Hospice invaluable

during wife's death

Regarding the Feb. 22 letter, "Euthanasia a better choice than hospice":

About six months ago, I lost my wife to cancer. These were the hardest and saddest days of my life. We were together for more than 54 years. Hospice helped bring her home for her final days. My wife left us with dignity and love, surrounded by her loving family. She had a beautiful send-off to heaven. Hospice helped make this possible. So, from the bottom of my heart, I say thank you for a job well done.

ROSARIO RANDO

Northfield

Buena Vista leaders

lack competence

Regarding the Feb. 25 letter, "Buena Vista purchased expensive white elephant," and the March 6 response, "Buena Vista letter omitted key information," about a generator at the Martin Luther King Center in Newtonville:

Erosion of the tax base, loss of ratables, regressive planning, loss of services, return of grant monies, and a shocking lack of commercial development prove that this gang-that-can't-shoot-straight Township Committee has big mouths but little skill in running Buena Vista Township.

The leadership skills and successes of committee members Teresa Kelly and Chuck Chiarello were just too much for Peter Bylone, Richard Harlan and Sue Barber to handle, so they hijacked the local government and have now proven they are ill-equipped to run a town.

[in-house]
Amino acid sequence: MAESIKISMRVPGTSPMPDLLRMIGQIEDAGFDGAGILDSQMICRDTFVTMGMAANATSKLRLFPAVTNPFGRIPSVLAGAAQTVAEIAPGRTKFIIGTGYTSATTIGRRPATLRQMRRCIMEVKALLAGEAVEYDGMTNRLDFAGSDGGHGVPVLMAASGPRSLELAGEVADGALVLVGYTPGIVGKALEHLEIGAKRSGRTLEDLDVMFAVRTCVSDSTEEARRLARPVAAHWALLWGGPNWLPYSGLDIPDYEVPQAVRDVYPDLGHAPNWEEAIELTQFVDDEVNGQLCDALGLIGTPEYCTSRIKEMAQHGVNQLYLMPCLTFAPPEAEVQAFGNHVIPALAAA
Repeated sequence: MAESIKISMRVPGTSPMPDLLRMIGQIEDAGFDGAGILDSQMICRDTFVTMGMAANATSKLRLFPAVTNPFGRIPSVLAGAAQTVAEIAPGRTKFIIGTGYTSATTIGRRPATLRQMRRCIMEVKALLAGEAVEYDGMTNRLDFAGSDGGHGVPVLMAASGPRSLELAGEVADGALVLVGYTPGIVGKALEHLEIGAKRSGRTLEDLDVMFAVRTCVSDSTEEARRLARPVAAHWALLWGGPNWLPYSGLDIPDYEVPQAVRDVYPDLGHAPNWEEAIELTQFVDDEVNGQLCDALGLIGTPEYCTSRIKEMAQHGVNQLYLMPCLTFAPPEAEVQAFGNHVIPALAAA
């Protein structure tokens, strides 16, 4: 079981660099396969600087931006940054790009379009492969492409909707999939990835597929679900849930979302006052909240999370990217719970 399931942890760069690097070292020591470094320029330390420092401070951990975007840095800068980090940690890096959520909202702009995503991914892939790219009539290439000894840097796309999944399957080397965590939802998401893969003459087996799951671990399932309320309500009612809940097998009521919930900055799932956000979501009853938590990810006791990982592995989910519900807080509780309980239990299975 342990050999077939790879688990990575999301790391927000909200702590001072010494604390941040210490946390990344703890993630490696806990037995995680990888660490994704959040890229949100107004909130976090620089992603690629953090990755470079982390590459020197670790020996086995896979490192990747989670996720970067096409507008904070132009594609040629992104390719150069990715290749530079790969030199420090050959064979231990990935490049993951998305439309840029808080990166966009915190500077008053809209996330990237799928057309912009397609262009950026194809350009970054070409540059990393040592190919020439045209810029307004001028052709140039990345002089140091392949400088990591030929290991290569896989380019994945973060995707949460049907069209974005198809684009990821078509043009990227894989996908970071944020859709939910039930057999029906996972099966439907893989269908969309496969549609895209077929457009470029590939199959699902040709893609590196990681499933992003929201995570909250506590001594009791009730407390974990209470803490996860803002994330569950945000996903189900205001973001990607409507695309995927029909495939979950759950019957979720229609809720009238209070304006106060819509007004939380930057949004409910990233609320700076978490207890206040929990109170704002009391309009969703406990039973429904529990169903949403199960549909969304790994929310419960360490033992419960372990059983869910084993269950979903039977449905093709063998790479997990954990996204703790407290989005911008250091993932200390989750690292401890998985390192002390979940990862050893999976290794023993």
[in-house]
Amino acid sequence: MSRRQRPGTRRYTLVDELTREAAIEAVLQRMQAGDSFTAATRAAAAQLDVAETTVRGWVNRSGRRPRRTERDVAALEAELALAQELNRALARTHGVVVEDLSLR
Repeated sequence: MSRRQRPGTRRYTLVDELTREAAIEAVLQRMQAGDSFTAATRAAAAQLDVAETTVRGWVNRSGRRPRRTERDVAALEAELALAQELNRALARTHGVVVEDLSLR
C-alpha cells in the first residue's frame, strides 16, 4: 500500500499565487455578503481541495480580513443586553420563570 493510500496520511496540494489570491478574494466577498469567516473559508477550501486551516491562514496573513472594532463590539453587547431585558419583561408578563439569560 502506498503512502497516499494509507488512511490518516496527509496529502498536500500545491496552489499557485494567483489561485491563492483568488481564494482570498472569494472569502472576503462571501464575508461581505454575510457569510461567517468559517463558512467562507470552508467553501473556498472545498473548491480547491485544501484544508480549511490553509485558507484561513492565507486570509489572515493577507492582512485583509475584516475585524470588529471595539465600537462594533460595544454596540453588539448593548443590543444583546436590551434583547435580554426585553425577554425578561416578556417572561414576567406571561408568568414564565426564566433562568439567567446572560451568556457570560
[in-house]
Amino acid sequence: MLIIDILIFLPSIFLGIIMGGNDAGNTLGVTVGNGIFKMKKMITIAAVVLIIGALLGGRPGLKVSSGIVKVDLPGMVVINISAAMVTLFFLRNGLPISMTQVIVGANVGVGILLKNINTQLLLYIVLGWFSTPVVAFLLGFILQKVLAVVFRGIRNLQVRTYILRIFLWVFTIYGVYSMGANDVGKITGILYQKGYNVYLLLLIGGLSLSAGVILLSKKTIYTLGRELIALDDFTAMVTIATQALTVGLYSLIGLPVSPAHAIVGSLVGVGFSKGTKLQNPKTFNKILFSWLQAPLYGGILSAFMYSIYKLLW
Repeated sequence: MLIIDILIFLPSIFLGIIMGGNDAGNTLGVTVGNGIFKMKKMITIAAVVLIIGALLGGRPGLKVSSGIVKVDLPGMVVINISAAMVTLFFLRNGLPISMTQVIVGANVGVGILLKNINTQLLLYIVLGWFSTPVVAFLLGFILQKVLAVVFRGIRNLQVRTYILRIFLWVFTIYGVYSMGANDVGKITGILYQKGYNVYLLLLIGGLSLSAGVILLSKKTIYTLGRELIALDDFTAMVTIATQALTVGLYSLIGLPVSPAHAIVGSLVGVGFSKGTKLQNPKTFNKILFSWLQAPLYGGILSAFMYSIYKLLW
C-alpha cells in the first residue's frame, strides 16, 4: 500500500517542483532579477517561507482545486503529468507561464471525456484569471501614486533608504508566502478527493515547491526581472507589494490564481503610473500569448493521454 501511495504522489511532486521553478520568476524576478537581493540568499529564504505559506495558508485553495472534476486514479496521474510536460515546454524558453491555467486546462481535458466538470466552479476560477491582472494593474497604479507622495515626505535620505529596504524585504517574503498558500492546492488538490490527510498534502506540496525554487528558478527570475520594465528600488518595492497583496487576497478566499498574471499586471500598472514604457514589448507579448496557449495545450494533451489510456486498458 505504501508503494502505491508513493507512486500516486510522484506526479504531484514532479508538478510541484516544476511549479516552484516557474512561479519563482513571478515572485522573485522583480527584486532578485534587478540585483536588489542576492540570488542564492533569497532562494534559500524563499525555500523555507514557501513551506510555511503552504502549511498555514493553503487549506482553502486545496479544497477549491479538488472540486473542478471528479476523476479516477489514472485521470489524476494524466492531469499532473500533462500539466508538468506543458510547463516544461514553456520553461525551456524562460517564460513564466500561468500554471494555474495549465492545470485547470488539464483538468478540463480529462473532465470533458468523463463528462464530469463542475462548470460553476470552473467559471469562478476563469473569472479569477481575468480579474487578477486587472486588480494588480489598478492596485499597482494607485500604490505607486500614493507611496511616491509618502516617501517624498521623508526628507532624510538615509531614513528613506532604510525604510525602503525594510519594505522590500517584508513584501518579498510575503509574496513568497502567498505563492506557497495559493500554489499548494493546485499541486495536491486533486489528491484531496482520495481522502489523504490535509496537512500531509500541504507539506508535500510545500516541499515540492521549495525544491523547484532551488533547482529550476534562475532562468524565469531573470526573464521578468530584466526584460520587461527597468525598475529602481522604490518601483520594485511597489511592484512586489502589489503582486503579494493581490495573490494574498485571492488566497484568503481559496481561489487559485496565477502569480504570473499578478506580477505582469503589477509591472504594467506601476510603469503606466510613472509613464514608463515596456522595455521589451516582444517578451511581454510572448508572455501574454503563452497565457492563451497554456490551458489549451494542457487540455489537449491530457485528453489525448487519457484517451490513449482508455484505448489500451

This is why Steven Martinelli and John Williams had the courage to challenge Bylone and Harlan in the upcoming Democratic primary. If the people want the return of good government, they will support Martinelli and Williams.

RICH JACOBUS

Hammonton

For both parties, politics

is about holding power

Regarding the March 15 letter, "Republicans are why Republicans lost election":

I agree that Mitt Romney's unfortunate 47 percent remark was ham-fisted, even stupid. It should warn all office-seekers in this day of camera phones that "unguarded" moments of speech no longer exist. Assume someone is always watching, listening and recording.

I'm on Social Security, which supplements a modest pension. I took no offense to Romney's remark. There are always some folks who will exploit government's social outlays. They know who they are and I know I'm not among them. But to suggest 47 percent mooch or scam is over the top. Too bad. I think Romney would have been a much better choice for the nation's fiscal problems.

That said, please face reality. Politics is about party power. Both Democrats and Republicans would love to control the White House and Congress for the foreseeable future. But granting them that kind of power is a bad idea. Power attracts the corruptible. The main difference between the parties is their pathway to power. Democrats use entitlements and target various constituencies such as the poor, blacks, Hispanics and environmentalists. They believe in big activist government. The GOP appeals to those who want smaller government, fiscal responsibility, private enterprise and free-market capitalism.

The problem is the GOP pathway is more long-term. Democrats address more immediate problems of existence. The GOP has a tough sell by comparison.